Choosing appropriate life goals and choosing activities important to me

Unit 13


One of the most hardened stereotypes about the elderly, especially about the elderly with intellectual disabilities, is that with the age they become in a state of total dependence on the care of their family and loved ones. However, what we observe in the age group 60+ completely opposes this stereotype. Modern elderly people are truly active – they continue to work even after reaching the retirement age, participate in various interest clubs and amateur formations, participate in volunteer activities, and in many cases, they support the families of their children, for example by providing full-time care for their grandchildren.

However, the fact that aging is a really challenging period for every person is indisputable – on the one hand, it confronts us with degenerative changes in our body and intelligence, on the other hand, it is a borderline period that requires us to rethink our goals and plans and even to start building brand new ones. And sometimes the changes we have to make in light of all this can be really scary or demotivating. They can cause the elderly person to fall into a position of total self-isolation or to start leading an extremely passive lifestyle. This is especially true for aging adults with intellectual disabilities, who need additional and systematic support to maintain their independence in the aging period. That is why, in our understanding, the targeted support to AAWID for achieving increased level of independence is one of the key factors for improving their quality of life. They should be provided with options and the right to take informed decisions for their life and way of living, as well as to receive respect for their decisions, personal preferences and opinions.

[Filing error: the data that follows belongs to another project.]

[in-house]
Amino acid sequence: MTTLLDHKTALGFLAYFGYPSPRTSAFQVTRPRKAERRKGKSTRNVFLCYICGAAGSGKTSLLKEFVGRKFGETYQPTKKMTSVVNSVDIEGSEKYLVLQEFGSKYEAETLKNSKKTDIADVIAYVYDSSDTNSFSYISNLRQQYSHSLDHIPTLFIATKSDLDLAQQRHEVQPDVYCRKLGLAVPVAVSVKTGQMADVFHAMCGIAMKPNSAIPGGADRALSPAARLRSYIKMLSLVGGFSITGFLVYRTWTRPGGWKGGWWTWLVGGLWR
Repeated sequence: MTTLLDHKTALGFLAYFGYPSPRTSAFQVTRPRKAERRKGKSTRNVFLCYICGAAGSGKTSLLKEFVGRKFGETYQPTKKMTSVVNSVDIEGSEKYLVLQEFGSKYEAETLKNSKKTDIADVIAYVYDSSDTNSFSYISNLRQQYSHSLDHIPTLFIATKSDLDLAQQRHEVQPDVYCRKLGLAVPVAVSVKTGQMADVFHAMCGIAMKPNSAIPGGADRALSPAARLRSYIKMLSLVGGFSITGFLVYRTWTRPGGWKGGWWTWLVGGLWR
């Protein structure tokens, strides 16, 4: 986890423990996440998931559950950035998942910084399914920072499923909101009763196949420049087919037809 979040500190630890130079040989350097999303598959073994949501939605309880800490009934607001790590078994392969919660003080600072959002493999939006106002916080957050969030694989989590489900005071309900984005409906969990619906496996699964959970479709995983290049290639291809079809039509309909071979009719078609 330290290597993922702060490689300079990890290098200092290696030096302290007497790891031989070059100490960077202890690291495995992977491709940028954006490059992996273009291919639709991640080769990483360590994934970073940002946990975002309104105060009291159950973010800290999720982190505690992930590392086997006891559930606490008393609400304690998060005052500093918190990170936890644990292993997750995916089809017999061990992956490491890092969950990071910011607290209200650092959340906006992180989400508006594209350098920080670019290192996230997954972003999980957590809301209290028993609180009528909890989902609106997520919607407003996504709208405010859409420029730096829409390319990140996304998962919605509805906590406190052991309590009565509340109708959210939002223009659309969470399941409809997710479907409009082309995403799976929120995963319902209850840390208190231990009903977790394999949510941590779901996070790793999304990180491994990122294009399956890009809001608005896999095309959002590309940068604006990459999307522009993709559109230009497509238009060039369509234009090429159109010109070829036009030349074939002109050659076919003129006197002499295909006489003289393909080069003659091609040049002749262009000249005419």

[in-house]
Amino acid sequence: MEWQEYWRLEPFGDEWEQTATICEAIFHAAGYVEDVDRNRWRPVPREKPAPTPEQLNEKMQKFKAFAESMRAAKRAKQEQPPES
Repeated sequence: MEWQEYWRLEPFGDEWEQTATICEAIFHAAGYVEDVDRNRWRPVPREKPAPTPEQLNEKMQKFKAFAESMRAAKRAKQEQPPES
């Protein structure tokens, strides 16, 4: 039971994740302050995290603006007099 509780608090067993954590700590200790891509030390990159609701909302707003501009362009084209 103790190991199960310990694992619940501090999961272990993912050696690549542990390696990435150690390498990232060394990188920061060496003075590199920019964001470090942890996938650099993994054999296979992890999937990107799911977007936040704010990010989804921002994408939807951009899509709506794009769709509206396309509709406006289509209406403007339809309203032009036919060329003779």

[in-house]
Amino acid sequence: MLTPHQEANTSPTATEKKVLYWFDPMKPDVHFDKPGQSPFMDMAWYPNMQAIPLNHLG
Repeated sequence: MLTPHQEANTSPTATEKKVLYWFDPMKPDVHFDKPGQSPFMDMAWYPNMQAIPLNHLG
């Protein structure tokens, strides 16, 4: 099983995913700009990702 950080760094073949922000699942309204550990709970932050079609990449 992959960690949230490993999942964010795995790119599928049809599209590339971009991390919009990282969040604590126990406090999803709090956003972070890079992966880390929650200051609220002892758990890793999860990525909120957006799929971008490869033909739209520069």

In order to help AAWID to overcome the difficulties in this transit period, we have developed a set of exercises in which we consider the concept of “life goal” and the need every person to update his aims and goals at every stage of his life, as we believe that it could be used as one useful strategy for returning the happiness and optimism in aging people’s life. Within this exercises, we concern specifically the retirement period which could be truly hard for those people who had an active and satisfying professional life, as our aim is by them to demonstrate to AAWID how this period could become a time for new dreams and opportunities.

We do realise that for some people (not only AAWID) the “life goal” concept could sound too abstractive or even meaningless, however, we believe that by providing AAWIDs with detailed information and opportunities to reflect on this topic we support their right of dignifying and sufficient aging life.   

  • Depending on the person and his level of understanding, the educator might have to alter the exercise and the tasks;
  • Each instruction provided in this exercise should only be considered as a suggestion - the educator should consider how to explain the exercise and its objectives to AAWID so that they become as clear as possible to the person.
  • Depending on the person’s current framework/background of knowledge he may need more time to understand the concepts and do the tasks. In such a case the educator may split the exercise into more sessions, conducted at different times or days.

Learning outcomes

Knowledge Skills
  1. Basic knowledge about the concept of “life goal”;
  2. Knowledge about the characteristics of a goal;
  3. Knowledge about the process of “life goal” setting up;
  4. Knowledge about the process of “life goal” achieving;
  1. To be able to distinguish goal and a dream;
  2. To be able to reflect on the “life goal” concept;
  3. To demonstrate self-reflection and self-assessment skills;
  4. To be able to set up a goal;
  5. To demonstrate ability to make independent decisions in the context of life goal concept;
  6. To be able to create an initial plan for goal’s achievement.

Other units

Unit 11

Learning about your rights

Unit 12

Who are the persons important to me

Unit 14

Choosing end of life care and palliative care